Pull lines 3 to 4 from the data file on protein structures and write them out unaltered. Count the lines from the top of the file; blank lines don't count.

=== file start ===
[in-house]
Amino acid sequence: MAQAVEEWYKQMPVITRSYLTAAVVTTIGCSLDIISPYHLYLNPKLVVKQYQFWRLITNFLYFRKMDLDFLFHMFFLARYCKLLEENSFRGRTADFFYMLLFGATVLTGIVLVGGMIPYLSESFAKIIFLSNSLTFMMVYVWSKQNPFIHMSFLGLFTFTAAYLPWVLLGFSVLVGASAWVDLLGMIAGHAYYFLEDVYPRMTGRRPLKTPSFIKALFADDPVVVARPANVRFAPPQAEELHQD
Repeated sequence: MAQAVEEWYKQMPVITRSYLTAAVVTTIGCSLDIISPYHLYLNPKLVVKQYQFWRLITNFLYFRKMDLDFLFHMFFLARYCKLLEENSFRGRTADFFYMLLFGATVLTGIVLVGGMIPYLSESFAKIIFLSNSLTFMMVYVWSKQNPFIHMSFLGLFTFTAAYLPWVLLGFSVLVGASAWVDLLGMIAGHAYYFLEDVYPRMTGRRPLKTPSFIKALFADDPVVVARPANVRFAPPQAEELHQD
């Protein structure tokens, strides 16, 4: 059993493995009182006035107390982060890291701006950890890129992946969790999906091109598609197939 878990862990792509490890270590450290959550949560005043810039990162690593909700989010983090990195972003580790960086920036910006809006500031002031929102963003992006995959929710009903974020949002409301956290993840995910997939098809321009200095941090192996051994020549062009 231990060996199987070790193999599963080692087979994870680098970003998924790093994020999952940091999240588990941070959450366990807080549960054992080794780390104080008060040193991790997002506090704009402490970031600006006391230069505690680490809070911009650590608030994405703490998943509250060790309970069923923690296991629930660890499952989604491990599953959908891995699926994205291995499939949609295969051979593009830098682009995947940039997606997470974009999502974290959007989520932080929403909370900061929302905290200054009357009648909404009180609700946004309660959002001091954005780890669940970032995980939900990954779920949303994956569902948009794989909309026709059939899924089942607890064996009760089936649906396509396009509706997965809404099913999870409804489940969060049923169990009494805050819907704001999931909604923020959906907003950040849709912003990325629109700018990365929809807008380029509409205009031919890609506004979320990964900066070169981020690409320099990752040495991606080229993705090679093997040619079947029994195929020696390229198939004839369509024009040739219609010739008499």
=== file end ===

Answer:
Repeated sequence: MAQAVEEWYKQMPVITRSYLTAAVVTTIGCSLDIISPYHLYLNPKLVVKQYQFWRLITNFLYFRKMDLDFLFHMFFLARYCKLLEENSFRGRTADFFYMLLFGATVLTGIVLVGGMIPYLSESFAKIIFLSNSLTFMMVYVWSKQNPFIHMSFLGLFTFTAAYLPWVLLGFSVLVGASAWVDLLGMIAGHAYYFLEDVYPRMTGRRPLKTPSFIKALFADDPVVVARPANVRFAPPQAEELHQD
């Protein structure tokens, strides 16, 4: 059993493995009182006035107390982060890291701006950890890129992946969790999906091109598609197939 878990862990792509490890270590450290959550949560005043810039990162690593909700989010983090990195972003580790960086920036910006809006500031002031929102963003992006995959929710009903974020949002409301956290993840995910997939098809321009200095941090192996051994020549062009 231990060996199987070790193999599963080692087979994870680098970003998924790093994020999952940091999240588990941070959450366990807080549960054992080794780390104080008060040193991790997002506090704009402490970031600006006391230069505690680490809070911009650590608030994405703490998943509250060790309970069923923690296991629930660890499952989604491990599953959908891995699926994205291995499939949609295969051979593009830098682009995947940039997606997470974009999502974290959007989520932080929403909370900061929302905290200054009357009648909404009180609700946004309660959002001091954005780890669940970032995980939900990954779920949303994956569902948009794989909309026709059939899924089942607890064996009760089936649906396509396009509706997965809404099913999870409804489940969060049923169990009494805050819907704001999931909604923020959906907003950040849709912003990325629109700018990365929809807008380029509409205009031919890609506004979320990964900066070169981020690409320099990752040495991606080229993705090679093997040619079947029994195929020696390229198939004839369509024009040739219609010739008499």